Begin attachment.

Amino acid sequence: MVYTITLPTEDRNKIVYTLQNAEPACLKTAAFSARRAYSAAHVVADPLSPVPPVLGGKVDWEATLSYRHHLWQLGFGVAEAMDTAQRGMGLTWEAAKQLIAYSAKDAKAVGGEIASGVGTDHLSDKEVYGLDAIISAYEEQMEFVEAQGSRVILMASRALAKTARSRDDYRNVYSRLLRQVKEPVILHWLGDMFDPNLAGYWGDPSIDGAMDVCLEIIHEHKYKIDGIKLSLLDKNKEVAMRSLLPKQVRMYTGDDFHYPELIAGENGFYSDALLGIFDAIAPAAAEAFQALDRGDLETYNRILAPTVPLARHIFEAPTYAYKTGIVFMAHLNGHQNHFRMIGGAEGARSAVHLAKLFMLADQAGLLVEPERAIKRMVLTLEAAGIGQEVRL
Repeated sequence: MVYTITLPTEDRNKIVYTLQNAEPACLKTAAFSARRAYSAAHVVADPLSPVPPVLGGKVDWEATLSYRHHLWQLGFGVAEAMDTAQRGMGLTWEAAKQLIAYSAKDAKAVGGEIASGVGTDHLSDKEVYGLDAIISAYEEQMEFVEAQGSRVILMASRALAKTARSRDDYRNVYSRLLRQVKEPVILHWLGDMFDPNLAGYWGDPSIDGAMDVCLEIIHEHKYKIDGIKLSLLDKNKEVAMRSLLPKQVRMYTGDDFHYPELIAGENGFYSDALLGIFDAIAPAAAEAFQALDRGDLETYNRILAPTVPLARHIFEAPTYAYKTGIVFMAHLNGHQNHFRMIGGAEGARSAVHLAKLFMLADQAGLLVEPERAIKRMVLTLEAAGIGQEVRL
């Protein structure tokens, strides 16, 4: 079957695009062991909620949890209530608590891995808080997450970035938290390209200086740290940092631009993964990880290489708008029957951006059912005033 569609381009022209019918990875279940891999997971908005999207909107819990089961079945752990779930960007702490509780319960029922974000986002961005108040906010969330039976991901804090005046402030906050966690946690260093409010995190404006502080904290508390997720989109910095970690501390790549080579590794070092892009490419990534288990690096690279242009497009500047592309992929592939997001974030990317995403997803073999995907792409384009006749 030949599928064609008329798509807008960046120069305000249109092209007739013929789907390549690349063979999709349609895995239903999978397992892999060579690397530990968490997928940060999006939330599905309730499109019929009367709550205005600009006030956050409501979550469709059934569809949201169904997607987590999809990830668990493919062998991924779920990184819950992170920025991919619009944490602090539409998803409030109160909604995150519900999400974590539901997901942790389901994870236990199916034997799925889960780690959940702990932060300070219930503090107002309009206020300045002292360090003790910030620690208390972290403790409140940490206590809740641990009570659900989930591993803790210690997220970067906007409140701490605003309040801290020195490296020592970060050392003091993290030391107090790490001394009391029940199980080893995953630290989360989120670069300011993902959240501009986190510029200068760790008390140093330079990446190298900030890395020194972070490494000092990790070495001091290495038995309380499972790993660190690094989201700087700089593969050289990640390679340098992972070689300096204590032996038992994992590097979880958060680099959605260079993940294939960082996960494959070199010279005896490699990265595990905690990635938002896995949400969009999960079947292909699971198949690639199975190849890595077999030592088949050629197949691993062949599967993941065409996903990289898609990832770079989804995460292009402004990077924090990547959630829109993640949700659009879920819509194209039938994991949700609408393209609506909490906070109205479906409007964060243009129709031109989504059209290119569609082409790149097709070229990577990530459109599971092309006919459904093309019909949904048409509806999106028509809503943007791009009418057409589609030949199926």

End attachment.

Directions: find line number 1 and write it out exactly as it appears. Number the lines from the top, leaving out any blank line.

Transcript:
Amino acid sequence: MVYTITLPTEDRNKIVYTLQNAEPACLKTAAFSARRAYSAAHVVADPLSPVPPVLGGKVDWEATLSYRHHLWQLGFGVAEAMDTAQRGMGLTWEAAKQLIAYSAKDAKAVGGEIASGVGTDHLSDKEVYGLDAIISAYEEQMEFVEAQGSRVILMASRALAKTARSRDDYRNVYSRLLRQVKEPVILHWLGDMFDPNLAGYWGDPSIDGAMDVCLEIIHEHKYKIDGIKLSLLDKNKEVAMRSLLPKQVRMYTGDDFHYPELIAGENGFYSDALLGIFDAIAPAAAEAFQALDRGDLETYNRILAPTVPLARHIFEAPTYAYKTGIVFMAHLNGHQNHFRMIGGAEGARSAVHLAKLFMLADQAGLLVEPERAIKRMVLTLEAAGIGQEVRL